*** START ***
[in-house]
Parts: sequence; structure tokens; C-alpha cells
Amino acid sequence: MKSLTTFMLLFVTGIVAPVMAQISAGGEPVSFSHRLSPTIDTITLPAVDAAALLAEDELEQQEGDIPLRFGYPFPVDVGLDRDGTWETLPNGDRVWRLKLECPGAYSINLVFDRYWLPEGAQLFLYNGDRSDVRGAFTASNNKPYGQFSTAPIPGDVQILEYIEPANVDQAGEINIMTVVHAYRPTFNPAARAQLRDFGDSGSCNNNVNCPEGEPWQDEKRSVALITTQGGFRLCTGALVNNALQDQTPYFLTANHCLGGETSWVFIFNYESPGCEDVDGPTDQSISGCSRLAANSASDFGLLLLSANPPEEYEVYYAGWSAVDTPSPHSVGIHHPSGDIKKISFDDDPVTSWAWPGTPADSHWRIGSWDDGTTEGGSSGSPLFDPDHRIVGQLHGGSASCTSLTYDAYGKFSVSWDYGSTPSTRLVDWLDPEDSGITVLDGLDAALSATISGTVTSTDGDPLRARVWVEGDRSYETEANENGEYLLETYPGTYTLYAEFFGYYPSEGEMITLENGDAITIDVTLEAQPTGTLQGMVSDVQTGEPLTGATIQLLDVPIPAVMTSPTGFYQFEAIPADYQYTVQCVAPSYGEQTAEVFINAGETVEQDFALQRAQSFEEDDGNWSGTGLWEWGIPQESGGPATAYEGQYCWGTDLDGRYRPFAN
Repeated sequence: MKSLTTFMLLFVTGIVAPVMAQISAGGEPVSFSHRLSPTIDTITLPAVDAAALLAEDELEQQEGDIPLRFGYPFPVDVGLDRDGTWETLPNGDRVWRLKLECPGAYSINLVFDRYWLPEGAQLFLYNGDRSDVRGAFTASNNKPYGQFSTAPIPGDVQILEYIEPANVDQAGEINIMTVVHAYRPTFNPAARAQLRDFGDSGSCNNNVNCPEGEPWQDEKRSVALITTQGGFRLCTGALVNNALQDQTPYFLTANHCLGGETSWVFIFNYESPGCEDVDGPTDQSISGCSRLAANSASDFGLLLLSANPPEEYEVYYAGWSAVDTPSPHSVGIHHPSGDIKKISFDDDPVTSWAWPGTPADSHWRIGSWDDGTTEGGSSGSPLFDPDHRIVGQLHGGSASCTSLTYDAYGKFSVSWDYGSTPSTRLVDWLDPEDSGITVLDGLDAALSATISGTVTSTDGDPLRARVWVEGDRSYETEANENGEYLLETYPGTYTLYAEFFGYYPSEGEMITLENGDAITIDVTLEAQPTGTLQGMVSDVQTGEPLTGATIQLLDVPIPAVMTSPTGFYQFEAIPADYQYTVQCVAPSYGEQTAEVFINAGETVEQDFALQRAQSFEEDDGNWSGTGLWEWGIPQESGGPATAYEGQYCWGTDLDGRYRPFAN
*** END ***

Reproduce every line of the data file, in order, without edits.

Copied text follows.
[in-house]
Parts: sequence; structure tokens; C-alpha cells
Amino acid sequence: MKSLTTFMLLFVTGIVAPVMAQISAGGEPVSFSHRLSPTIDTITLPAVDAAALLAEDELEQQEGDIPLRFGYPFPVDVGLDRDGTWETLPNGDRVWRLKLECPGAYSINLVFDRYWLPEGAQLFLYNGDRSDVRGAFTASNNKPYGQFSTAPIPGDVQILEYIEPANVDQAGEINIMTVVHAYRPTFNPAARAQLRDFGDSGSCNNNVNCPEGEPWQDEKRSVALITTQGGFRLCTGALVNNALQDQTPYFLTANHCLGGETSWVFIFNYESPGCEDVDGPTDQSISGCSRLAANSASDFGLLLLSANPPEEYEVYYAGWSAVDTPSPHSVGIHHPSGDIKKISFDDDPVTSWAWPGTPADSHWRIGSWDDGTTEGGSSGSPLFDPDHRIVGQLHGGSASCTSLTYDAYGKFSVSWDYGSTPSTRLVDWLDPEDSGITVLDGLDAALSATISGTVTSTDGDPLRARVWVEGDRSYETEANENGEYLLETYPGTYTLYAEFFGYYPSEGEMITLENGDAITIDVTLEAQPTGTLQGMVSDVQTGEPLTGATIQLLDVPIPAVMTSPTGFYQFEAIPADYQYTVQCVAPSYGEQTAEVFINAGETVEQDFALQRAQSFEEDDGNWSGTGLWEWGIPQESGGPATAYEGQYCWGTDLDGRYRPFAN
Repeated sequence: MKSLTTFMLLFVTGIVAPVMAQISAGGEPVSFSHRLSPTIDTITLPAVDAAALLAEDELEQQEGDIPLRFGYPFPVDVGLDRDGTWETLPNGDRVWRLKLECPGAYSINLVFDRYWLPEGAQLFLYNGDRSDVRGAFTASNNKPYGQFSTAPIPGDVQILEYIEPANVDQAGEINIMTVVHAYRPTFNPAARAQLRDFGDSGSCNNNVNCPEGEPWQDEKRSVALITTQGGFRLCTGALVNNALQDQTPYFLTANHCLGGETSWVFIFNYESPGCEDVDGPTDQSISGCSRLAANSASDFGLLLLSANPPEEYEVYYAGWSAVDTPSPHSVGIHHPSGDIKKISFDDDPVTSWAWPGTPADSHWRIGSWDDGTTEGGSSGSPLFDPDHRIVGQLHGGSASCTSLTYDAYGKFSVSWDYGSTPSTRLVDWLDPEDSGITVLDGLDAALSATISGTVTSTDGDPLRARVWVEGDRSYETEANENGEYLLETYPGTYTLYAEFFGYYPSEGEMITLENGDAITIDVTLEAQPTGTLQGMVSDVQTGEPLTGATIQLLDVPIPAVMTSPTGFYQFEAIPADYQYTVQCVAPSYGEQTAEVFINAGETVEQDFALQRAQSFEEDDGNWSGTGLWEWGIPQESGGPATAYEGQYCWGTDLDGRYRPFAN